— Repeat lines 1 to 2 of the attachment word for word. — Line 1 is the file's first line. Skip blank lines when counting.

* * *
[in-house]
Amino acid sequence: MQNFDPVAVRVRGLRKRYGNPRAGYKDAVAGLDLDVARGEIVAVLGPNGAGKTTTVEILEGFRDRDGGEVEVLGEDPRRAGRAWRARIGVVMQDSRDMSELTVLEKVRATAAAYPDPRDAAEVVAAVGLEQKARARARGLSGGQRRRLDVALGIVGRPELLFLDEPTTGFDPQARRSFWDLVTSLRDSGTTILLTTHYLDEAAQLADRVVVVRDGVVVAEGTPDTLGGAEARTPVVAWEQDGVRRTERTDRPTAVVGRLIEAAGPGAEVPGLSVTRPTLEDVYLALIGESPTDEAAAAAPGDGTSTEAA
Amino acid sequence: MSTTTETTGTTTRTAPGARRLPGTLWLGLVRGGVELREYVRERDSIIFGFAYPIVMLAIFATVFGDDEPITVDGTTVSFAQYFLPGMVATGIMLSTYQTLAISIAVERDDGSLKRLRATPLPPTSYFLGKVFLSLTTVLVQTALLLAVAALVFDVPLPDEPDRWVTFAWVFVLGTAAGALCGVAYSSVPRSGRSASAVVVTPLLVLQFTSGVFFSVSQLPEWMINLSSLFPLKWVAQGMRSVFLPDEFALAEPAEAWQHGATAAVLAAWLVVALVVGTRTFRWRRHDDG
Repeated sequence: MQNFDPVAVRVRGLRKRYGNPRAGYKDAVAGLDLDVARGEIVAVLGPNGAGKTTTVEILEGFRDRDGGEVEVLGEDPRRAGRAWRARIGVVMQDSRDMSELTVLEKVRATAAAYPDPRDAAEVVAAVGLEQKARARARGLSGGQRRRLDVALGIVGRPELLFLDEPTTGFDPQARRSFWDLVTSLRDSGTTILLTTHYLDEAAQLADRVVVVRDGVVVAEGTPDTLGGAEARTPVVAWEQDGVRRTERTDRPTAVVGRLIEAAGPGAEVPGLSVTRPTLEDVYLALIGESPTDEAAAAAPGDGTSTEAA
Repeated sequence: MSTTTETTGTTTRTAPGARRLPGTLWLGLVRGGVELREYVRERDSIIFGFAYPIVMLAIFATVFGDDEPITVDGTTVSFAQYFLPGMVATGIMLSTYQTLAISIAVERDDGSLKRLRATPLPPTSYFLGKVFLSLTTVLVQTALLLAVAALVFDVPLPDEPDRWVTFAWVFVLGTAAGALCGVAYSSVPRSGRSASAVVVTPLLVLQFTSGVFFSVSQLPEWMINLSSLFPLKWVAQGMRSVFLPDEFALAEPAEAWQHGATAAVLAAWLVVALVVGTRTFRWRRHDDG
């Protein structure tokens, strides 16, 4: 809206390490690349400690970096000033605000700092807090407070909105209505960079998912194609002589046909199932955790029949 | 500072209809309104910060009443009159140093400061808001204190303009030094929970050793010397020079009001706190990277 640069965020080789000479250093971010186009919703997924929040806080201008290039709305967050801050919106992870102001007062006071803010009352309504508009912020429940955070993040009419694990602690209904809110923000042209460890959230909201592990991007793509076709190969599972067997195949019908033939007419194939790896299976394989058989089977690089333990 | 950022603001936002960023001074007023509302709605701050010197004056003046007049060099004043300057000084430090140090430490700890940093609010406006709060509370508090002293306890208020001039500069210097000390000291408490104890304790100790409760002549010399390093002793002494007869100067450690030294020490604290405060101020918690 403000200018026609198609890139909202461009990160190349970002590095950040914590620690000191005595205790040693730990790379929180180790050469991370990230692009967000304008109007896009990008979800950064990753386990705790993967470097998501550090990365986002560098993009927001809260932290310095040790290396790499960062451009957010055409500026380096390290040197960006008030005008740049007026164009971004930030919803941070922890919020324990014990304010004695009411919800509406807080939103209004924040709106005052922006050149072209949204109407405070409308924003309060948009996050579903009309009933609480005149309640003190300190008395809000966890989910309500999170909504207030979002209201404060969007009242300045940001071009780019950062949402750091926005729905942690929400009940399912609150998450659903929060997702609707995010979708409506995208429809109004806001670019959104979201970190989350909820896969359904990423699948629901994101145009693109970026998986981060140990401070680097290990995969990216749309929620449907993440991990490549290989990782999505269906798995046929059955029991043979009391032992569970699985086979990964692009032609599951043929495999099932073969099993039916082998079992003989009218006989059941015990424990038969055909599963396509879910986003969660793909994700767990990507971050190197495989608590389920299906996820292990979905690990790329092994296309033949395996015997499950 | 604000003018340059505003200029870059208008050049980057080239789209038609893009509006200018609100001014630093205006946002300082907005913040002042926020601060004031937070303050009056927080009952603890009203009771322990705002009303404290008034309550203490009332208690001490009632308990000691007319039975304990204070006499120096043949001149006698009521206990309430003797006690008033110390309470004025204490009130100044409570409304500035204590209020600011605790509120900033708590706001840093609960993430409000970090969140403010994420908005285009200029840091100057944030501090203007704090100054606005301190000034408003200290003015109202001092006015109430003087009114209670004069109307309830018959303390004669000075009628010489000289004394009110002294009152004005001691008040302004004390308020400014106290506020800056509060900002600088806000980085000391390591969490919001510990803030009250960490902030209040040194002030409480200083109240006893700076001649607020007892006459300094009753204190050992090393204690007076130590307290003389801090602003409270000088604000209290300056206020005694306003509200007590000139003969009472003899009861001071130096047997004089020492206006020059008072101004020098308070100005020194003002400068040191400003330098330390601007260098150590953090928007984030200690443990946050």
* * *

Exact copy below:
[in-house]
Amino acid sequence: MQNFDPVAVRVRGLRKRYGNPRAGYKDAVAGLDLDVARGEIVAVLGPNGAGKTTTVEILEGFRDRDGGEVEVLGEDPRRAGRAWRARIGVVMQDSRDMSELTVLEKVRATAAAYPDPRDAAEVVAAVGLEQKARARARGLSGGQRRRLDVALGIVGRPELLFLDEPTTGFDPQARRSFWDLVTSLRDSGTTILLTTHYLDEAAQLADRVVVVRDGVVVAEGTPDTLGGAEARTPVVAWEQDGVRRTERTDRPTAVVGRLIEAAGPGAEVPGLSVTRPTLEDVYLALIGESPTDEAAAAAPGDGTSTEAA